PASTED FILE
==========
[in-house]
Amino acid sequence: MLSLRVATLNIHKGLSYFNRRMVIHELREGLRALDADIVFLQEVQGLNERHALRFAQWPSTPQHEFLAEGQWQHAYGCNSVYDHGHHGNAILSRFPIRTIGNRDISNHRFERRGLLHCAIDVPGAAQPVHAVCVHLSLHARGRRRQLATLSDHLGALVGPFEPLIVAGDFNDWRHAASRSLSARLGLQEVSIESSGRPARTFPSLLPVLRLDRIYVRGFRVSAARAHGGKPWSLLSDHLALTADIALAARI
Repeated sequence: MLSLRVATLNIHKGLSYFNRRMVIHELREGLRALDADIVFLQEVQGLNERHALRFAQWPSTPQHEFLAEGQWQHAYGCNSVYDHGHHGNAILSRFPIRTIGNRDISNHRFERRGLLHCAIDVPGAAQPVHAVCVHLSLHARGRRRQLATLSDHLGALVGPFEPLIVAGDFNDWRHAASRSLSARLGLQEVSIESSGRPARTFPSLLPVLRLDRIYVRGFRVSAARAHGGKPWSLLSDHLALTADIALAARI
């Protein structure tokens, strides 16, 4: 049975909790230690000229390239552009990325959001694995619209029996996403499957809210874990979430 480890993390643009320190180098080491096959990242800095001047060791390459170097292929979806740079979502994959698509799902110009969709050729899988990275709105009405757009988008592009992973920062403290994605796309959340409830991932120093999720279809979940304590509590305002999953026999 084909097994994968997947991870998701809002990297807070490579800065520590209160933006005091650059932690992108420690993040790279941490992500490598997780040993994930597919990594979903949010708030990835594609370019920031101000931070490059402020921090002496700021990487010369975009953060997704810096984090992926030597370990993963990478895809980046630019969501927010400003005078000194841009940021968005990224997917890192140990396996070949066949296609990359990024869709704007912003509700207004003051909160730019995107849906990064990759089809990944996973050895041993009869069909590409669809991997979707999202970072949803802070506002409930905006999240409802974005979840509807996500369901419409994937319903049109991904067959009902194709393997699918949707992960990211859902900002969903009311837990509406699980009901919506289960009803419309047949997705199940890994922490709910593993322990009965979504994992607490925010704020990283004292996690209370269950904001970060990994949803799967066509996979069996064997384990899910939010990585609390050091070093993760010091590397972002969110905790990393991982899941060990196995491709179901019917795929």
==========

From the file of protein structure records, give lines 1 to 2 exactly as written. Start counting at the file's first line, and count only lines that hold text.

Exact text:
[in-house]
Amino acid sequence: MLSLRVATLNIHKGLSYFNRRMVIHELREGLRALDADIVFLQEVQGLNERHALRFAQWPSTPQHEFLAEGQWQHAYGCNSVYDHGHHGNAILSRFPIRTIGNRDISNHRFERRGLLHCAIDVPGAAQPVHAVCVHLSLHARGRRRQLATLSDHLGALVGPFEPLIVAGDFNDWRHAASRSLSARLGLQEVSIESSGRPARTFPSLLPVLRLDRIYVRGFRVSAARAHGGKPWSLLSDHLALTADIALAARI